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Accessing DIBs at the pixel level using RWxxxx functions

The RWxxxx function group in Leonardo provides you with an easy way to read, write and work pixel-by-pixel with DIB data. Leonardo is particularly well-suited to, and recommended for, working with 48 bit and CMYK image formats.


Opening a DIB for read/write operations

In order to process DIB data at the pixel level at high speeds, RWOpenDIB caches supplementary information about the DIB. This requires that a HDIBRW cache handle must first be assigned from Leonardo as follows:

Read/write of individual pixels

The calling application can now address the pixels in the DIB. The following functions are available for access to DIBs at the pixel level:

Read/write of entire DIB lines

Even faster access to individual pixels can be achieved by working with a whole DIB line, or by working with parts of the line as array of RGBQUAD16 structures. For this purpose the application needs to allocate an array of RGBQUAD16 structures.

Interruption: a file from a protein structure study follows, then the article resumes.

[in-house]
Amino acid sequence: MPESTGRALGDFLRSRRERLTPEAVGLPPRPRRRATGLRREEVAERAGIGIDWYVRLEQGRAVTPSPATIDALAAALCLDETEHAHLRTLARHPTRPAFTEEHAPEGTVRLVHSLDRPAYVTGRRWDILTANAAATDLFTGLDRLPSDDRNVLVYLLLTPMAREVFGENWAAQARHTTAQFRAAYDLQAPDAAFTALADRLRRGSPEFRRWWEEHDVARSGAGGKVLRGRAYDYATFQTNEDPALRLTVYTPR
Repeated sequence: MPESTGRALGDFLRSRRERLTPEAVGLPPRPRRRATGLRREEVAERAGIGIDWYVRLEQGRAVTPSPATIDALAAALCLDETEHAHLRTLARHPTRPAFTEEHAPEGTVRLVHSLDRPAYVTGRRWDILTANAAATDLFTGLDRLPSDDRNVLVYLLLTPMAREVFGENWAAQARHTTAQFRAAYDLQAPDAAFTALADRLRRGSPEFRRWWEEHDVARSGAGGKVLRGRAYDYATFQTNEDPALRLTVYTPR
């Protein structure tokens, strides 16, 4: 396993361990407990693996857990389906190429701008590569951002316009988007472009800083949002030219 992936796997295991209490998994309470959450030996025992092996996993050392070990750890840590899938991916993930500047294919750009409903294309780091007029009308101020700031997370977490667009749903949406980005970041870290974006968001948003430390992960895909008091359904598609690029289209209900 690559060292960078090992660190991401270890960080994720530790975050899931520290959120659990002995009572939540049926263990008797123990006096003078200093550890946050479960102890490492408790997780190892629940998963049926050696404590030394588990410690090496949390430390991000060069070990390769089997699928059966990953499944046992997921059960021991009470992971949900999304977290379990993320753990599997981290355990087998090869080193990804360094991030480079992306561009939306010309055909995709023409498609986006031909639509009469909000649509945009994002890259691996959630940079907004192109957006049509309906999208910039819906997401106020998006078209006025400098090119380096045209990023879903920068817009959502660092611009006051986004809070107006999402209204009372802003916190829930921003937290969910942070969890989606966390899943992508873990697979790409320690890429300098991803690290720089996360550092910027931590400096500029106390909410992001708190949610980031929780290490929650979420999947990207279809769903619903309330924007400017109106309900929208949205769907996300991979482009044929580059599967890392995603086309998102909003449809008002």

#define BLOCK_SIZE	256

RGBQUAD16            argbq[BLOCK_SIZE];
UINT                 x, i;

DIBInfo(hDib, &bmi, sizeof(bmi));

for (x=0; x<bmi.biWidth; ++x)
   RWGetLineRGB16(hRW, x, y, BLOCK_SIZE, argbq);

   for (i=0; i<BLOCK_SIZE; ++i)
      argbq[i].rgbq16Red   = 65535 - argbq[i].rgbq16Red
      argbq[i].rgbq16Green = 65535 - argbq[i].rgbq16Green
      argbq[i].rgbq16Blue  = 65535 - argbq[i].rgbq16Blue

   RWSetLineRGB16(hRW, x, y, BLOCK_SIZE, argbq);

Closing the DIB

When no further access to the DIB is required, the calling application must free the DIB access handle obtained by the call to RWOpenDIB by calling the function RWClose

Performance considerations

Routines in the RWxxxx function group are optimized for speed, but they can't achieve the same performance as direct memory access by the application.

Especially slow functions are setting of pixels by RGB values if the DIB has a color palette (biBitCount=4 or biBitCount=8 or biBitCount=1 with colors not beeing black and white). In this case, the function RWSetPixelRGB16 first has to determine the best color palette index for the RGB value, a very time-consuming process. Once the index value for a RGB-Color has been determined, it is cached in a 256 KByte memory block.

For two especially important cases Leonardo contains optimized code to speed up processing: